The Death of The Mighty Thor Part 3
Writer: Jason Aaron
Art: Russell Dauterman
Colors: Matt Wilson
Cover: Russell Dauterman + Matt Wilson
Published: December 20, 2017
There’s a moment in this issue of the Mighty Thor that echoes one of the prevailing sentiments from the recently released, Star Wars: The Last Jedi. At some point during the movie Rose and Finn are having a conversation and Rose says to Finn that the rebellion won’t defeat the Empire by dying for what they believe in, but by preserving the things they love. This theme, and specifically a conversation between Thor and Odinson at the bedside of Volstagg, are the crux of this issue. But before that happens this issue opens on scenes of chaos that are occurring across the nine realms, places where Thor is needed. But where’s Thor, she’s in a bar in Manhattan arm wrestling Hercules in order to secure his help in the escalating war of the realms. This scene and this narrative decision are so this book, and why it is so wonderful. It would have been great to see Thor kicking butt and taking names on any of the various battlefronts, but this issue stepped away from the conflict to allow for some excellent character moments. Thor knows she cannot stop Malekith alone and is willing to ask for help, not a typical Thor move, and so she’s doing that work. Odinson breaks up the feats of strength before a winner can be determined and tells Thor that they need to go see Volstagg. Volstagg is not dead, and neither is Toothknasher, because you know… comics. And while Thor and Odinson have a moment alone he tells her about the coming of the mangog and the judgement of the gods. Thor responds with the typical stuff about fighting together and stopping Malekith, until Odinson reminds her about her own battle. He tells her, “…don’t be afraid to live” which echoes the Lest Jedi scene mentioned at the top. Thor (while not invulnerable) can go indefinitely, but Jane Foster cannot. And because this book has made Jane Foster’s humanity an integral part of her identity as Thor this reminder that she is more than a goddess with a hammer, is impactful. The common notion is that dying for what you believe in, for strongly held principals is one of the most noble things a person can do. And this comic, Odinson, Jason Aaron are not refuting that idea, but reminding us that living for what you believe in is just as difficult. Thor can and has faced everything, but the nine realms need Jane Foster also. They need her to fight for her life just as Thor fights for everyone else’s. It was mentioned in the review of issue #701 that Thor’s humanity might play an important role against the mangog who has come to judge gods, which is perhaps why Odinson reminds Thor that her humanity must be preserved.
Thor throws the hammer out into space where it will wait for her, and Jane Foster and Odinson then go to confront Odin. Odin has been shut in his hall, since Loki stabbed Lady Freja in issue #5. But more than specifically confronting Odin she is confronting the passivity of Asgardia who has not responded to war of the realms. As a crowd gathers in front of her she implores them to be the gods that realms have always believed them to be. As Jane’s speech inspires shout of down with Odin and death the patriarchy, he will have none of that and throws open the doors to confront her. Odin has been annoyed by Jane before and sees this latest provocation as grounds to remove her from Asgardia (and possibly earth) permanently. Odin has never been favorably represented in this series, but his angry, out of touch, ignorant old man status is taken up a notch as he impugns her humanity, assaults her womanhood, and threatens violence. He is stopped only by the awakening of Lady Freja who was awoken by Jane’s words. By her call that the gods to live up to the faith that is placed in them. But as she rallies the Asgardians to Jane’s cause, Jane herself collapses just as the mangog lands on the rainbow bridge. Jane cannot be saved by Thor but must want to save, or allow herself to be saved. Early in this run Jane and Odinson had a discussion about why she will not allow the Asgardian doctors to cure her cancer. Jane’s argument was that allowing this to happen would somehow diminish or cut her off from her humanity, from her impermanence. She understands that mortality is not flaw, but can be a revelatory source of acceptance and maybe what makes her worthy. Perhaps this possibility and the idea of worthiness/godliness/humanity will be revised in the coming issues as the fate of the realms hangs in the balance.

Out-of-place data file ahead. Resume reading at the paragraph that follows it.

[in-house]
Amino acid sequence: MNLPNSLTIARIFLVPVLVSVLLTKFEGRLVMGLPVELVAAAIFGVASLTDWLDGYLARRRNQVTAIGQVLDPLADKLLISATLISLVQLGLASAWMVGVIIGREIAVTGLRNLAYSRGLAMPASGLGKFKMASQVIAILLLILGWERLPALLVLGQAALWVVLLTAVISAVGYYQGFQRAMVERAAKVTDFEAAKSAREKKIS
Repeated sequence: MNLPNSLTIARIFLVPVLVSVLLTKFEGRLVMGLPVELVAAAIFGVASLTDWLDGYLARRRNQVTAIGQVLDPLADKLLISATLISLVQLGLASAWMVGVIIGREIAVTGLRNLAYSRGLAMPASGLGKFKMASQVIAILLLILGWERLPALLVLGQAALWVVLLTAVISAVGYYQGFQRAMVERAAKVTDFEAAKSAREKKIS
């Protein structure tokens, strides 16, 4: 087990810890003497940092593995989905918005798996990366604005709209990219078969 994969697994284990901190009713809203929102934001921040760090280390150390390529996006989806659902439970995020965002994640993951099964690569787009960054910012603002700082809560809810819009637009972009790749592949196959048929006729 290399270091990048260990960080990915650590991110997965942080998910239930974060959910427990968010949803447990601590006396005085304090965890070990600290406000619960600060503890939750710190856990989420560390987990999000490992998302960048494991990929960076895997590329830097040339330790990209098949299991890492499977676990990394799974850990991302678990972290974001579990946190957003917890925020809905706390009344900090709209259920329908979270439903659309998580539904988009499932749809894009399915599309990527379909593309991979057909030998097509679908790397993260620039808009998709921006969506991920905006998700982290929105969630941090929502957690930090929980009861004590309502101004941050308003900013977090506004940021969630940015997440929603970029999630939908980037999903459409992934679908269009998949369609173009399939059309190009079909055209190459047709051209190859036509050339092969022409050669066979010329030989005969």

Russel Dauterman and Matt Wilson returned for this issue, and no disrespect to the artists who filled in, but they brought some magic back with them. The opening scene with Thor and Hercules in the bar is wonderful. There’s a shot in the bar that includes some patrons who may be Aaron, Dauterman, and Wilson (I couldn’t entirely confirm this as pictures of them on the internet are scarce). There’s another shot in the bar which sort of focuses on Thor and Hercules’s interlocked hands, and the way Jane’s very muscly arms are depicted is great. The artists don’t, and haven’t ever, stepped back from drawing her with strong arms and legs which (I think) is a real win for better and more realistic depictions of women in comic books, and an accurate representation of how strong Thor would be. But just as they draw her extremely strong and vibrant, when she throws the hammer and transforms back to Jane she is so gaunt and pale. The evidence of her struggle is immediately apparent in her reduced physical state. It’s great to have Dauterman and Wilson back as this arc ramps up for its second half with the threat of the mangog’s judgement imminent.
(Subjective) Score out of 10: 9